Member states of the European Union have until May 112013 to implement the Council Directive 2010/32/EU Implementing the Framework Agreement on Prevention from Sharps Injuries in the Hospital and Healthcare Sector. The aim of this legislation is to achieve a safe working environment and prevent injuries to healthcare professionals caused by all medical sharps, including needlesticks. This article examines the issues surrounding needlestick and sharps injuries, including risk assessment and prevention, information provision, raising awareness, use of safety devices, training and reporting procedures.
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http://dx.doi.org/10.7748/ns2012.05.26.37.49.c9107DOI Listing
July 2012

Reduced inflammation and CD4 loss in acute SHIV infection during oral pre-exposure prophylaxis.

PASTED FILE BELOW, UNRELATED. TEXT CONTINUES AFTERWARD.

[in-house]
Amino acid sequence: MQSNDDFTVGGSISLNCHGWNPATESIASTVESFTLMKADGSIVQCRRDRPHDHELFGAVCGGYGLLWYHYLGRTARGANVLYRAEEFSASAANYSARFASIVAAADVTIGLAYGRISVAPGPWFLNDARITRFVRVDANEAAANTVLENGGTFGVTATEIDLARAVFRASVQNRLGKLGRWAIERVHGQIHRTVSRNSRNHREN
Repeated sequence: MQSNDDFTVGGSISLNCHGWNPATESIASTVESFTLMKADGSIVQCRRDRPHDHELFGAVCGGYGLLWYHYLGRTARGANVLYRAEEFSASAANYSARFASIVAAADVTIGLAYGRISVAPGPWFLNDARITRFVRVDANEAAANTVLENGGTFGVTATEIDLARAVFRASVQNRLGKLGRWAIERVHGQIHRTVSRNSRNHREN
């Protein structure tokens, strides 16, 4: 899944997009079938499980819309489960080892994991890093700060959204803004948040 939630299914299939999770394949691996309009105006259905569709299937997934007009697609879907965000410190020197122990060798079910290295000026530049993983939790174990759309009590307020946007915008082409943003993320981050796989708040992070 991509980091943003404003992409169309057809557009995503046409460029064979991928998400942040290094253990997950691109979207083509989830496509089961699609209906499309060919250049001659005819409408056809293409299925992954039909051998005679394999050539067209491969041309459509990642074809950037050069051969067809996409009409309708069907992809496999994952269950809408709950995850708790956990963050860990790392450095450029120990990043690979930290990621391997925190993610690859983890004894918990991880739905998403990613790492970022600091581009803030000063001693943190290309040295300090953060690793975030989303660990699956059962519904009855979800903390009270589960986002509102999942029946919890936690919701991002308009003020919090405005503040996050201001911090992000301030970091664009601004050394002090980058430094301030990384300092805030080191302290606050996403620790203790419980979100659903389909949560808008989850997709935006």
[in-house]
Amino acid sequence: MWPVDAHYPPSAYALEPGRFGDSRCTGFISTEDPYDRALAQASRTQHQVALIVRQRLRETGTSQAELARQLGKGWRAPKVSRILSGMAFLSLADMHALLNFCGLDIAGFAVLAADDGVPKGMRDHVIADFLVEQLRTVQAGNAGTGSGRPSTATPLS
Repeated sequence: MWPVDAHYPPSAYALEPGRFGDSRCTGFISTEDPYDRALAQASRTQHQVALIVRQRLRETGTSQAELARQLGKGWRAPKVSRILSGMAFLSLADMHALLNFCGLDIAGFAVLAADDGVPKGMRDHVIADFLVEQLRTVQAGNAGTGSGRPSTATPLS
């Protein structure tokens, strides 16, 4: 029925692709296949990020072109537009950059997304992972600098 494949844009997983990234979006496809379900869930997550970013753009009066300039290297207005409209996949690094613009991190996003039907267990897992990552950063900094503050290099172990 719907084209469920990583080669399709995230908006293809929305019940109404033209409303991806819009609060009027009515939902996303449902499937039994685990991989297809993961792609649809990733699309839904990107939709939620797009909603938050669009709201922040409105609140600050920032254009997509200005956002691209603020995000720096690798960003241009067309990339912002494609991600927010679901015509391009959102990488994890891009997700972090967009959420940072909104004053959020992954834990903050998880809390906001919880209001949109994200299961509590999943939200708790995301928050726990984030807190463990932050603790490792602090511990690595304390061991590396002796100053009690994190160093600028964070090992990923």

J Infect Dis 2012 Sep 27;206(5):770-9. Epub 2012 Jun 27.

Division of HIV/AIDS Prevention, Centers for Disease Control and Prevention, Atlanta, Georgia, USA.

Background: The impact of pre-exposure prophylaxis (PrEP) with antiretrovirals on breakthrough HIV or SHIV infection is not fully documented. We addressed the hypothesis that SHIV(SF162P3) infection despite active PrEP results in altered early immune parameters, compared with untreated infection.

Methods: Eleven rhesus macaques were infected during repeated, rectal, low-dose SHIV(SF162P3) exposures while receiving concurrent oral PrEP (Truvada [n = 2] or GS7340 [n = 4]) or as untreated controls (n = 5). We measured SHIV RNA, inflammatory cytokines, CD4 cells, and SHIV-specific and memory T cells until 20 weeks after peak viremia.